Author Archives: Matt Nash

Into the void

There is a certain fascination in Lebanon with world records, whether it’s enough hummus to choke an army or a 20 square meter plate of kibbeh that would cost $140,000 were it an apartment in Ain el-Mreisseh. By November 25, 2014, Lebanon had already broken its own post Civil War record of time spent without

Race to the bottom

In the absence of governance, Banque du Liban (BDL) is doing all the heavy lifting to keep the economy afloat with tourists staying away, consumers hesitating to spend and the growing population of Syrian refugees putting further strain on a state that could not provide basic services even before they arrived. Assessing the impact of

Filling the gap

When international oil companies refused to fund a new survey of Lebanon’s onshore, private investors stepped in, to the tune of $7.8 million. The survey, being conducted from the air with two specially tweaked planes, will cover 6,000 square kilometers and will offer insights into Lebanon’s onshore oil and gas potential. Data acquisition is currently

Refuse crisis

The Syrian refugee crisis is paradoxically helping Lebanon solve its longstanding trash disposal problem. The refugees are themselves producing more garbage, and since Lebanon has long struggled with the problem of where to put much of its refuse, the European Union was prompted to donate €14 million ($18 million) in 2014 to build more landfills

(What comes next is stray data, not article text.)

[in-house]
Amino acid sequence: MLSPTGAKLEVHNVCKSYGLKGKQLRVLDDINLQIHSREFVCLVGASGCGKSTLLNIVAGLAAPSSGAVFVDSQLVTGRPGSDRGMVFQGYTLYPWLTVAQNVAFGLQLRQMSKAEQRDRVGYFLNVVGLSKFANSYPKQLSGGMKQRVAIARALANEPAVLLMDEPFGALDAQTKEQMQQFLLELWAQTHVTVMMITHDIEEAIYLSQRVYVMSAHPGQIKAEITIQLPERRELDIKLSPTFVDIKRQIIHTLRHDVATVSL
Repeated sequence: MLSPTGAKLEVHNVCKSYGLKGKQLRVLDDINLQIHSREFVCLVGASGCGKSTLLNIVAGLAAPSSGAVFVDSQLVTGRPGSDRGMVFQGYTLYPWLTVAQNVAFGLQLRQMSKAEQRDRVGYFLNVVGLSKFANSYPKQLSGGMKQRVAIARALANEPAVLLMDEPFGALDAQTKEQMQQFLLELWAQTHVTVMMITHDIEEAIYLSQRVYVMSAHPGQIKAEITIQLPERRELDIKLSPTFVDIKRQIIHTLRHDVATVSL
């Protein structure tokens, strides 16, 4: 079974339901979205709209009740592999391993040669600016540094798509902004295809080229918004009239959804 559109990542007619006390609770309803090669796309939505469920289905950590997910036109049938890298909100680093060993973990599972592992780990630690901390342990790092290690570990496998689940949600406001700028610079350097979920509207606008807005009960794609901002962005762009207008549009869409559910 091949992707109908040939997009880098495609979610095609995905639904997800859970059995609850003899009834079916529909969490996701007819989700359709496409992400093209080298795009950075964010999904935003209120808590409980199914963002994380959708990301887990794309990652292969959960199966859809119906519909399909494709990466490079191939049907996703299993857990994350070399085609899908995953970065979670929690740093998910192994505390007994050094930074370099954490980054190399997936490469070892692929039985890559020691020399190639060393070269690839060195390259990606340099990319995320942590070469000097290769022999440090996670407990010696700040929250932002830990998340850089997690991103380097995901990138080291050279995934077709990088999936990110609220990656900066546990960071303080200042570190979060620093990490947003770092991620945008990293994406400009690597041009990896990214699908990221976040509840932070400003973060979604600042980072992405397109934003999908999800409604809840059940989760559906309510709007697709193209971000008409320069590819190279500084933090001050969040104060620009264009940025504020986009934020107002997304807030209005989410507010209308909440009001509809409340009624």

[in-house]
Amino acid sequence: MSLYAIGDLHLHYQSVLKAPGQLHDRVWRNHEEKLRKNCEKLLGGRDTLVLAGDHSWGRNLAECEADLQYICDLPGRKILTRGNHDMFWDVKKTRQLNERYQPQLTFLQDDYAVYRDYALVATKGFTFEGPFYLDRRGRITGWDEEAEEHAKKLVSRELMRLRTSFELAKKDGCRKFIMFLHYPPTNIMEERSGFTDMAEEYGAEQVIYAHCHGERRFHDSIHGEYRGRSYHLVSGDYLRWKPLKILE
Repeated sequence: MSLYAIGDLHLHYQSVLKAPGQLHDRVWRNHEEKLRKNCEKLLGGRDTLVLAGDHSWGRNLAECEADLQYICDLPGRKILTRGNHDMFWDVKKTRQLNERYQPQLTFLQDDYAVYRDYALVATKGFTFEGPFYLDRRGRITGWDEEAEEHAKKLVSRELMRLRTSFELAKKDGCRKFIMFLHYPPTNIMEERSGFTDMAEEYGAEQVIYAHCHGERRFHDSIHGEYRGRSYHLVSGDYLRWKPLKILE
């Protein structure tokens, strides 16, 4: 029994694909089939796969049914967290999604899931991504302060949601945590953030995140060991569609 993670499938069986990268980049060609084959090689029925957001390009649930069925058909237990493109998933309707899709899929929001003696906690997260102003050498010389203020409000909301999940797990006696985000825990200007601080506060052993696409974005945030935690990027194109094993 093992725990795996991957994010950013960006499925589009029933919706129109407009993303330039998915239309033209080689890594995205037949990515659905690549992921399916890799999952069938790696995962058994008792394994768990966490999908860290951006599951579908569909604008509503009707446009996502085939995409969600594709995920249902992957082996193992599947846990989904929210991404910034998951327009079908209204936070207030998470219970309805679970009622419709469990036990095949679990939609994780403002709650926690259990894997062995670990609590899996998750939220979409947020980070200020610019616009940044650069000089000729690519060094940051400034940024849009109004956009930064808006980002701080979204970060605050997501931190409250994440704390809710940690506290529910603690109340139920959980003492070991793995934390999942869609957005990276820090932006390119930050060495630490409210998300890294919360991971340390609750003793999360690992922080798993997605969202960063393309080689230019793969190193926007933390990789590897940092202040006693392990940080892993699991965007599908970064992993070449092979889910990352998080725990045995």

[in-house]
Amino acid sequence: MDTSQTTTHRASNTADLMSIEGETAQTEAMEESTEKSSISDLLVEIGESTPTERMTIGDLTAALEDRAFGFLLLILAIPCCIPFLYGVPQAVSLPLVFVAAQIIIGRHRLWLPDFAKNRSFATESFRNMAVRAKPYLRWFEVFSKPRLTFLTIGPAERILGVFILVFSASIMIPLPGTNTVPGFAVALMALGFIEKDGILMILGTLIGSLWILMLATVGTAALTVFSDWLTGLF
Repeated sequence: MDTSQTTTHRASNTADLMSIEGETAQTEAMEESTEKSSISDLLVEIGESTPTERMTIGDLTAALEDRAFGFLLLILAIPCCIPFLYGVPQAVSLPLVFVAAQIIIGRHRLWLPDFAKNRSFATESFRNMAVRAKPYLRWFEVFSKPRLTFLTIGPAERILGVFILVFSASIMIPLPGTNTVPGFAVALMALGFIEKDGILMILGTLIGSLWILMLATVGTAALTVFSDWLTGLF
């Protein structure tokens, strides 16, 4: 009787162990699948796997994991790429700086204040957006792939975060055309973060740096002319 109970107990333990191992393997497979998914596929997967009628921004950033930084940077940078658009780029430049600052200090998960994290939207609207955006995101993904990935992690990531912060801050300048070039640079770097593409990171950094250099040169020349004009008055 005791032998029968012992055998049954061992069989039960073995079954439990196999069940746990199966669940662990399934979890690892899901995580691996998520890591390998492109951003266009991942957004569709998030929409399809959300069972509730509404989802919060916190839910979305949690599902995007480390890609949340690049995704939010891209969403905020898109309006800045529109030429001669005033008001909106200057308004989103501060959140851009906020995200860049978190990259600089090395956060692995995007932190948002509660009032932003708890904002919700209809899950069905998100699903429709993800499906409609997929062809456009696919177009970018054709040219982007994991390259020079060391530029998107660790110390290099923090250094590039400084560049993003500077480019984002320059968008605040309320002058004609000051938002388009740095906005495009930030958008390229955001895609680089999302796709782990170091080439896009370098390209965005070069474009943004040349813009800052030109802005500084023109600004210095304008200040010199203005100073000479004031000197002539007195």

Quality concerns

There’s something missing from the debate about Lebanon’s water woes, several experts on the topic argue. “Engineers, the government, they care about quantity,” says Samira Korfali, an associate professor of chemistry at the Lebanese American University whose water research focuses on metal content in water. “I care about quality.” Indeed, the government’s response to this

All at sea

This article is part of Executive’s special report on the oil and gas sector. Read more stories as they’re published here, or pick up October’s issue at newsstands in Lebanon.   Protecting the world’s waters from pollution associated with offshore oil and gas exploration and production is not a global priority. While then-Russian President Dimitri

Looking onshore

This article is part of Executive’s special report on the oil and gas sector. Read more stories as they’re published here, or pick up October’s issue at newsstands in Lebanon.   Although Lebanon’s seven onshore exploration wells — drilled between 1947 and 1967 — all turned up dry, that does not mean there are no

A treasure trove

This article is part of Executive’s special report on the oil and gas sector. Read more stories as they’re published here, or pick up October’s issue at newsstands in Lebanon.   Like skinning the proverbial cat, there are many ways a state can earn money from oil and gas resources. A government’s goal in negotiating

Never too early to plan

This article is part of Executive’s special report on the oil and gas sector. Read more stories as they’re published here, or pick up October’s issue at newsstands in Lebanon.   There’s a joke in the oil industry that goes: “The lead drilling engineer for an exploration well walks into his boss’ office and says, ‘Well, I’ve

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